Trinity Health Saint Mary’s is looking at large housing, retail redevelopment in Grand Rapids

GRAND RAPIDS, Mich. — Trinity Health Saint Mary’s wants to build a nine-story building containing housing, retail space, a grocery store and offices for community service providers on the current 10 parking lots across from the hospital on Jefferson Avenue SE.

The building, part of what Saint Mary’s is calling the Heartside Health District Revitalization, will also include 1,000 parking spaces, according to the project description.

A portion of the proposed building’s 200 residential units would be reserved for low- to moderate-income residents.

The project was outlined by Saint Mary’s in its request to Kent County for $19 million in American Rescue Plan Act (ARPA) funds for the project. It’s among more than 300 funding requests from a range of nonprofits and other organizations seeking the county’s share of $127.6 million in ARPA funds.

Connected: Affordable housing among 319 projects seeking cuts to $127 million in Kent County stimulus funds

In total, the project is expected to cost between $151 million and $197 million, according to Saint Mary’s. The building will be connected to Saint Mary’s by a bridge over Jefferson Avenue.

Curt McDonald, senior vice president of operations at Trinity Health Saint Mary’s, submitted the ARPA funding request to the county.

He was not available for an interview, said Amy Rotter, senior communications specialist at Trinity Health Saint Mary’s.

“We are still early in the process of developing a vision for the area with our neighbors and partners and have no details to share at this time,” the hospital said in a statement.

In addition to seeking ARPA funds, other sources of funding for the project are also being explored, including the Brownfields Redevelopment Authority, philanthropy and the State of Michigan’s Mid-Range Housing Missing Program, the project description said.

The project received a letter of support from Grand Rapids Mayor Rosalyn Bliss, as well as Vanessa Green, CEO of the African American Health Institute of Grand Rapids, a partner of Trinity Health Saint Mary’s.

“Their proposal excites me because it could dramatically transform a neighborhood with affordable housing, access to healthy food, space for small businesses and community organizations, and more attractive green space,” Green said in a letter to the Kent County Board of Commissioners.

Green noted in her letter that she learned about the building in a conversation with Saint Mary’s about her organization’s need for space and the possibility of locating space on or near the hospital’s campus.

The Kent County Board of Commissioners is currently in the process of deciding which community projects will receive a share of the ARPA funds.

The board is expected to finalize its allocations at a special meeting on Monday, November 14. Initial feedback from the board on the various proposals shows that 13 of 18 commissioners ranked Trinity Health Saint Mary’s proposal as a “low priority.”

In addition, a consultant who evaluated the ARPA requests submitted to the county noted that there were concerns about the Saint Mary’s project. These include that the project lacks guaranteed funding beyond 2026 and whether there could be a 2026 completion target.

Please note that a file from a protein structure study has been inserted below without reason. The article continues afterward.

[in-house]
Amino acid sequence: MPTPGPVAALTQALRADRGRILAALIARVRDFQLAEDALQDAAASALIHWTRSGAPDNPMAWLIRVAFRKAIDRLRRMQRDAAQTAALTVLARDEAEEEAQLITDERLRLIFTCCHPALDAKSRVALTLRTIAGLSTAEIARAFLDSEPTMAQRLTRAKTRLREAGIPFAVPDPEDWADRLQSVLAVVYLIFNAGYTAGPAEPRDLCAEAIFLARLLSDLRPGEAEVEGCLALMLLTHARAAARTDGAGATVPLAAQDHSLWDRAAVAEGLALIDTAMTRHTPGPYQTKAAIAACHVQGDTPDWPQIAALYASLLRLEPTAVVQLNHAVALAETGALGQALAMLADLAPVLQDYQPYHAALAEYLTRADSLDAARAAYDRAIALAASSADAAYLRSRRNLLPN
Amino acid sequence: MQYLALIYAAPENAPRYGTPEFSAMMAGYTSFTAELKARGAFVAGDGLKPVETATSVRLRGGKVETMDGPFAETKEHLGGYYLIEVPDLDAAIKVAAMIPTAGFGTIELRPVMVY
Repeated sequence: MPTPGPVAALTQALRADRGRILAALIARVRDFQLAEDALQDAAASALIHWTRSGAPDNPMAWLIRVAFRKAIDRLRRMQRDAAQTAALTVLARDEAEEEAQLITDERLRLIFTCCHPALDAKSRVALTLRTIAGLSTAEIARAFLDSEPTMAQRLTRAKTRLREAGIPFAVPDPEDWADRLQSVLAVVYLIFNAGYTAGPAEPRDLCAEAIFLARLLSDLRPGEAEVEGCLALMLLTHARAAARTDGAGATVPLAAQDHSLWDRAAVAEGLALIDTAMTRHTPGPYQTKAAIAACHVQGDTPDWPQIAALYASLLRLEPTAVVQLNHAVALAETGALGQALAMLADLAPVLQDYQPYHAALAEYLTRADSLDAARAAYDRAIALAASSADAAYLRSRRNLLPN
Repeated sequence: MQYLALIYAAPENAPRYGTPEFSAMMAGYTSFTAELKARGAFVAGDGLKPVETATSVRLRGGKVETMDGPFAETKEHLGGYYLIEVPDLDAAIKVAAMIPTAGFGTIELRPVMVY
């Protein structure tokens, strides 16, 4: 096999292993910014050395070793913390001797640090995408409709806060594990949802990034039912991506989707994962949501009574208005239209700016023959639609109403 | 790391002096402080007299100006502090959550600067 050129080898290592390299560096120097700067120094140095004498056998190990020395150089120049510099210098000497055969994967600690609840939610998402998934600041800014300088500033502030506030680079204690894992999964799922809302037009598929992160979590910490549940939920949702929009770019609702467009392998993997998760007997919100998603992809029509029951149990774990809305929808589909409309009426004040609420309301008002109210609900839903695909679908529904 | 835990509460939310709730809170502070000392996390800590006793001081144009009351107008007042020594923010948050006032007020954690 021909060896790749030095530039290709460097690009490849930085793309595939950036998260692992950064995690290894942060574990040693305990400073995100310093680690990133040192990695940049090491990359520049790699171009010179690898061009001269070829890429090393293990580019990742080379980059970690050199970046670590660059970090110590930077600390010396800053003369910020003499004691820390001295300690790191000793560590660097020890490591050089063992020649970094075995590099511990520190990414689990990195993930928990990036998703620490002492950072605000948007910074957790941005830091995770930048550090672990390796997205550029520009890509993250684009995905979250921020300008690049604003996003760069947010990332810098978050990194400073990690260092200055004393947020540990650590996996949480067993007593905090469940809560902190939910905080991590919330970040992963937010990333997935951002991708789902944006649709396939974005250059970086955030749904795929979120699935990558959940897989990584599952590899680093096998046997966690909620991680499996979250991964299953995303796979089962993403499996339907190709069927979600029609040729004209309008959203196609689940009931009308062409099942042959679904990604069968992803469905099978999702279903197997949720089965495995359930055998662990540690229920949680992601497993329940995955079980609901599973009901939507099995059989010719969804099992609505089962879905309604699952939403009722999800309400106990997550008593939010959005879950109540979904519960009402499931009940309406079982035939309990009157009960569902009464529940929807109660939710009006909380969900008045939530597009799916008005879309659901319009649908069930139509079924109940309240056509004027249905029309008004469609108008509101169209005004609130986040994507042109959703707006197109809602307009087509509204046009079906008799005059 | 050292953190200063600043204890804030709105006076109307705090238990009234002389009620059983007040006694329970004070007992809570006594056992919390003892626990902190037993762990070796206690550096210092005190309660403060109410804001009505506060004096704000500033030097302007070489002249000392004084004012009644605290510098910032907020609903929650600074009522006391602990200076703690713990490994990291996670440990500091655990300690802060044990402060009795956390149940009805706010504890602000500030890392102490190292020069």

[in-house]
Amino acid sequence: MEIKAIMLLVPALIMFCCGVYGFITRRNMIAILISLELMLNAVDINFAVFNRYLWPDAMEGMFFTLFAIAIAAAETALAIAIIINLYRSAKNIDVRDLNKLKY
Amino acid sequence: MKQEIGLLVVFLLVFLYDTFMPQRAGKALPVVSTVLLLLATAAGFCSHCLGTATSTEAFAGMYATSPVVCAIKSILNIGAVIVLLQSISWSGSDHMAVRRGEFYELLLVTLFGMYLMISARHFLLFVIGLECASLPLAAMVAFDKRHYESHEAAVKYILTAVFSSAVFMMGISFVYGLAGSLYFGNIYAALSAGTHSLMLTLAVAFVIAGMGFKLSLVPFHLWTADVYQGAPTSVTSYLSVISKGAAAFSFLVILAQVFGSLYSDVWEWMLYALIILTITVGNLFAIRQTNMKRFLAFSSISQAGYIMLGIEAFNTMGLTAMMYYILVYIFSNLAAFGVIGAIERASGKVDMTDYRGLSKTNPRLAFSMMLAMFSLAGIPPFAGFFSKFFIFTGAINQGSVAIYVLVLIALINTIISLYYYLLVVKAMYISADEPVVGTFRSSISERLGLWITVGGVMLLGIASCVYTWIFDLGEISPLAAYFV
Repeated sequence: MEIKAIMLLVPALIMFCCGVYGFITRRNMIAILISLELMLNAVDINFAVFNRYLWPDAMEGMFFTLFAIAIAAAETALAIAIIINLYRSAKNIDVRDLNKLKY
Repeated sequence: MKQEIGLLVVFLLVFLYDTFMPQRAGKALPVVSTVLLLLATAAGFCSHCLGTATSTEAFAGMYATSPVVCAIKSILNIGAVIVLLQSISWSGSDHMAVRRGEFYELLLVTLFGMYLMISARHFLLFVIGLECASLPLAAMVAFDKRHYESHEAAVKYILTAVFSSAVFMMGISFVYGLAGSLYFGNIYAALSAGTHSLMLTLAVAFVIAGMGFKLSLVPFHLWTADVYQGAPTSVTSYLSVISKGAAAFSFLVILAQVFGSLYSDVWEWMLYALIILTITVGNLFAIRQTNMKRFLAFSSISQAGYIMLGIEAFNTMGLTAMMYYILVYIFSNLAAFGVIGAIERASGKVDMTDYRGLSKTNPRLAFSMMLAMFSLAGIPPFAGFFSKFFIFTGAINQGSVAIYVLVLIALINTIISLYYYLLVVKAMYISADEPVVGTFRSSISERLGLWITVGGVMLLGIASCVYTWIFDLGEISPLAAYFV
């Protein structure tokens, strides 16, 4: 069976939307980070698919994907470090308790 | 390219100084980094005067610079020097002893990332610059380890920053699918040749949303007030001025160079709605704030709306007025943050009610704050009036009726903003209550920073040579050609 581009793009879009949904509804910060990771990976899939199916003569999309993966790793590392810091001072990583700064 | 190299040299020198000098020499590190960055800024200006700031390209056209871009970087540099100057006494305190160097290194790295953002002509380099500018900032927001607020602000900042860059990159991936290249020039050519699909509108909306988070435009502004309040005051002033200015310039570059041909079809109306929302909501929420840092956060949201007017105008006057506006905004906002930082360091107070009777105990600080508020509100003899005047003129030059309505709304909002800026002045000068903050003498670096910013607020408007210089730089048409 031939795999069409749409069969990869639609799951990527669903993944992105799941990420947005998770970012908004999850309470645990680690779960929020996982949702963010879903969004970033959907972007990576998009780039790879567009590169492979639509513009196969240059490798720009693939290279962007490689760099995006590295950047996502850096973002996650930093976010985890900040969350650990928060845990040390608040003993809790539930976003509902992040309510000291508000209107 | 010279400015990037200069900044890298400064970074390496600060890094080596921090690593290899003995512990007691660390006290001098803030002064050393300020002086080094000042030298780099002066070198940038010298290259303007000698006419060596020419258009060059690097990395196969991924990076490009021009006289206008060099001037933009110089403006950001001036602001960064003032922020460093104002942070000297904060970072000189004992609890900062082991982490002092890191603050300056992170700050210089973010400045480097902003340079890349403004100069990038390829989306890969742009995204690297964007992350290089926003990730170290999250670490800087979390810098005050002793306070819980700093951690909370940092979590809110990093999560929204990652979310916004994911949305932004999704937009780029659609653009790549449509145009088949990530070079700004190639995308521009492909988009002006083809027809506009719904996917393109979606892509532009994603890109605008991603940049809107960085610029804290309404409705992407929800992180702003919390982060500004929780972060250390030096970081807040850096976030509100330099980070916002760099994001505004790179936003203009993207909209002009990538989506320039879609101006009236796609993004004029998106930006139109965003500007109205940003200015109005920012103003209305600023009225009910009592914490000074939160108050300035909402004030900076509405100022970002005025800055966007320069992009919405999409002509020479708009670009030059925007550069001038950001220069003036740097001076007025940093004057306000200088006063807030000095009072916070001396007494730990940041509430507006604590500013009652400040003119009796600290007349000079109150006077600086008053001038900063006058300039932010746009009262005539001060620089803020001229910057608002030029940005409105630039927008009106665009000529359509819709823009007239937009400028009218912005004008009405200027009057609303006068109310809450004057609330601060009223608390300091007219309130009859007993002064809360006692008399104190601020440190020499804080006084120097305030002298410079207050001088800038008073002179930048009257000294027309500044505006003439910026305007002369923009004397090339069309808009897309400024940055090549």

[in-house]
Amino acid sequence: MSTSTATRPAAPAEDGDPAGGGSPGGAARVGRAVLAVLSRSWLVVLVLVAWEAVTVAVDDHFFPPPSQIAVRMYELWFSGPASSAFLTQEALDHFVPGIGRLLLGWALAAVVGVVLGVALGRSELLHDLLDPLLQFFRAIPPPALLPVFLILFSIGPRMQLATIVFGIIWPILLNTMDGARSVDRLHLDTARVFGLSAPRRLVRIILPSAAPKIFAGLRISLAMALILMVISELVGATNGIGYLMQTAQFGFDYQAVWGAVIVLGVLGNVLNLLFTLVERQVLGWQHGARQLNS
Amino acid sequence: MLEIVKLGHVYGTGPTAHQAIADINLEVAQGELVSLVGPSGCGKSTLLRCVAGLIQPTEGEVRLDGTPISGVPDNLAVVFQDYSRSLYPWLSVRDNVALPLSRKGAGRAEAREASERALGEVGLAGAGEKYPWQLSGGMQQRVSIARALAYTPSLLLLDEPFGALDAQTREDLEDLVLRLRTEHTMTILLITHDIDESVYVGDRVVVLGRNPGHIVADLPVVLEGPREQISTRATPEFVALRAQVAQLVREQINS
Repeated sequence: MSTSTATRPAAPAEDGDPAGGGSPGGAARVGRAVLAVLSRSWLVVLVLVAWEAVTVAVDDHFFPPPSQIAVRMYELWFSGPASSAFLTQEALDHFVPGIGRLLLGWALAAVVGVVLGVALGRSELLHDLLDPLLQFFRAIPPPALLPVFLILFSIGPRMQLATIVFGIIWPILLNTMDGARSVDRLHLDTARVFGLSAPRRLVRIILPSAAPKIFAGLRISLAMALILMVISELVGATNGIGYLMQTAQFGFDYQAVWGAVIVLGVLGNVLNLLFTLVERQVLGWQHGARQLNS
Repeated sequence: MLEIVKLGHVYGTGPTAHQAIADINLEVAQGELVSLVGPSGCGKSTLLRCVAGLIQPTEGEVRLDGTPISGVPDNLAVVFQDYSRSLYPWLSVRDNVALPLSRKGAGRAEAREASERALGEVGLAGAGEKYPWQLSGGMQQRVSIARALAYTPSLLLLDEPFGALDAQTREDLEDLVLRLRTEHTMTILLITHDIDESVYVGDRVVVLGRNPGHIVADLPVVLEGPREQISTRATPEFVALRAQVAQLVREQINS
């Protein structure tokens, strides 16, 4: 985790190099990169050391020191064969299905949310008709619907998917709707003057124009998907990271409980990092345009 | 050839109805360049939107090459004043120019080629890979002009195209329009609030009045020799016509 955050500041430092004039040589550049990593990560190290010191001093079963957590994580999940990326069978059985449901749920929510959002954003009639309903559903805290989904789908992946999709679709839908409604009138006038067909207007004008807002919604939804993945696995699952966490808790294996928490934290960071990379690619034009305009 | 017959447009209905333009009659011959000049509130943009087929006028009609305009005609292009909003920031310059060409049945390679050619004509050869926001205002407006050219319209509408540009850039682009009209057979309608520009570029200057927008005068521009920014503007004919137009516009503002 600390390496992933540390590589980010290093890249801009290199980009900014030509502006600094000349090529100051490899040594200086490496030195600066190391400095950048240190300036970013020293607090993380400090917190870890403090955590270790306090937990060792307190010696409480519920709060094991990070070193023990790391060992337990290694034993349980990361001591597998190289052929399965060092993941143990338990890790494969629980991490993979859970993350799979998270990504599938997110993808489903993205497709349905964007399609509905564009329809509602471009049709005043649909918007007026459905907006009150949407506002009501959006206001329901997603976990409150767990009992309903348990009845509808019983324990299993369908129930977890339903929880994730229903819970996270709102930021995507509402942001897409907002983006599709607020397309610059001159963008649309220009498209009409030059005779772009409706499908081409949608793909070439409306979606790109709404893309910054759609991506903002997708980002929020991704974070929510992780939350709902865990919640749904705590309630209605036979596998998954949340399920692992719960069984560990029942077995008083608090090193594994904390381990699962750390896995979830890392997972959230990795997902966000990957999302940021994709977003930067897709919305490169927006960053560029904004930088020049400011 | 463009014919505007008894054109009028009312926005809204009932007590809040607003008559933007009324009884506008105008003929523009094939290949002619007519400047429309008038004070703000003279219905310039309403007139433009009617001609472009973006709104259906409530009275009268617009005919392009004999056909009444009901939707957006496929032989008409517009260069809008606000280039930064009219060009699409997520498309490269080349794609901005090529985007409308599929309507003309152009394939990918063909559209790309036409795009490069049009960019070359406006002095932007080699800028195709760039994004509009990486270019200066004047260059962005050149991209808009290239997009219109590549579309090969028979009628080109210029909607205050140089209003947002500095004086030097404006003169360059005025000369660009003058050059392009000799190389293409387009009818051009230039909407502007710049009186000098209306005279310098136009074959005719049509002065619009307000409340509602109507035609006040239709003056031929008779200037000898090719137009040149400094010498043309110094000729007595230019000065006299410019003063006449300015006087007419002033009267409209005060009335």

The 10 parking spaces where the nine-story building will be built are currently owned by Saint Mary’s, according to the ARPA funding request.

Plans for the project include 39,000 square feet of retail space for uses such as a coffee shop, child care, massage therapy, gift shop or bakery. The goal is to have a grocery store as the main tenant in the building.

It will also have four floors of 200 apartments, followed by four floors of office space for public service providers. These community services would be recommended by residents and community leaders, but could include areas such as education and job placement assistance.

One resident said he likes the idea of ​​adding affordable housing and a grocery store to the neighborhood.

“I’m all for new development that embraces the needs of the neighborhood,” said Daniel Drent, a former board member of the Heartside Downtown Neighborhood Association. “Housing alone, let alone affordable housing, is certainly an issue that is needed in the Hartside area. There is not enough affordable housing. So anything that can be done about that would be fantastic.

As for the idea of ​​including retail, Drent said a grocery store has long been needed in Heartside. He said many residents in the neighborhood, which is home to several of the city’s rescue missions, are low-income and rely on public transportation.

A trip to Meijer, Family Fare or Bridge Street Market can take a long time, he said.

“It’s more than just getting a tomato,” Dent said, discussing the need for not only fresh food, but other products as well. “It’s also where I get my toothpaste, where I get my laundry detergent.”

Saint Mary’s ARPA’s request says the nine-story building will be the first development in a larger vision being created for the area. This area spans four blocks in the Heartside neighborhood, bordered by Wealthy, LaGrave, State and Lafayette streets.

Potential future developments other than the nine-story building were not detailed in the project’s funding request. Guiding the overall vision for the area is the need for affordable and marketable housing, as well as increased safety, access to fresh food and an improved quality of life, the project’s funding request said.

Christine Turkelson, planning director for the city of Grand Rapids, said earlier this month that neither she nor her colleagues had met with Trinity Health Saint Mary’s about the project.

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